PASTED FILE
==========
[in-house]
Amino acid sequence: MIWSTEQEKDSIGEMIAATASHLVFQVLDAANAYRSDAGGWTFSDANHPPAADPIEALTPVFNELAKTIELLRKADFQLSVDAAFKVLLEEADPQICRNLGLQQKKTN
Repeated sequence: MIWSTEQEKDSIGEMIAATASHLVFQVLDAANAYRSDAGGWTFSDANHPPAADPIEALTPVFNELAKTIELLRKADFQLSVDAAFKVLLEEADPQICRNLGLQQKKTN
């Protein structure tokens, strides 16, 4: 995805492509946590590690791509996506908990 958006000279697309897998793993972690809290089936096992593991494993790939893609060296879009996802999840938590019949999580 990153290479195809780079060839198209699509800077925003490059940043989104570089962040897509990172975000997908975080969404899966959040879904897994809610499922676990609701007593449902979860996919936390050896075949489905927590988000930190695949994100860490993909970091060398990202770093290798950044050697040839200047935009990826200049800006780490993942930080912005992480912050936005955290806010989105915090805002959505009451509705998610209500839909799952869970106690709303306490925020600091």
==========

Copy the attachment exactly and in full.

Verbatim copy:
[in-house]
Amino acid sequence: MIWSTEQEKDSIGEMIAATASHLVFQVLDAANAYRSDAGGWTFSDANHPPAADPIEALTPVFNELAKTIELLRKADFQLSVDAAFKVLLEEADPQICRNLGLQQKKTN
Repeated sequence: MIWSTEQEKDSIGEMIAATASHLVFQVLDAANAYRSDAGGWTFSDANHPPAADPIEALTPVFNELAKTIELLRKADFQLSVDAAFKVLLEEADPQICRNLGLQQKKTN
């Protein structure tokens, strides 16, 4: 995805492509946590590690791509996506908990 958006000279697309897998793993972690809290089936096992593991494993790939893609060296879009996802999840938590019949999580 990153290479195809780079060839198209699509800077925003490059940043989104570089962040897509990172975000997908975080969404899966959040879904897994809610499922676990609701007593449902979860996919936390050896075949489905927590988000930190695949994100860490993909970091060398990202770093290798950044050697040839200047935009990826200049800006780490993942930080912005992480912050936005955290806010989105915090805002959505009451509705998610209500839909799952869970106690709303306490925020600091």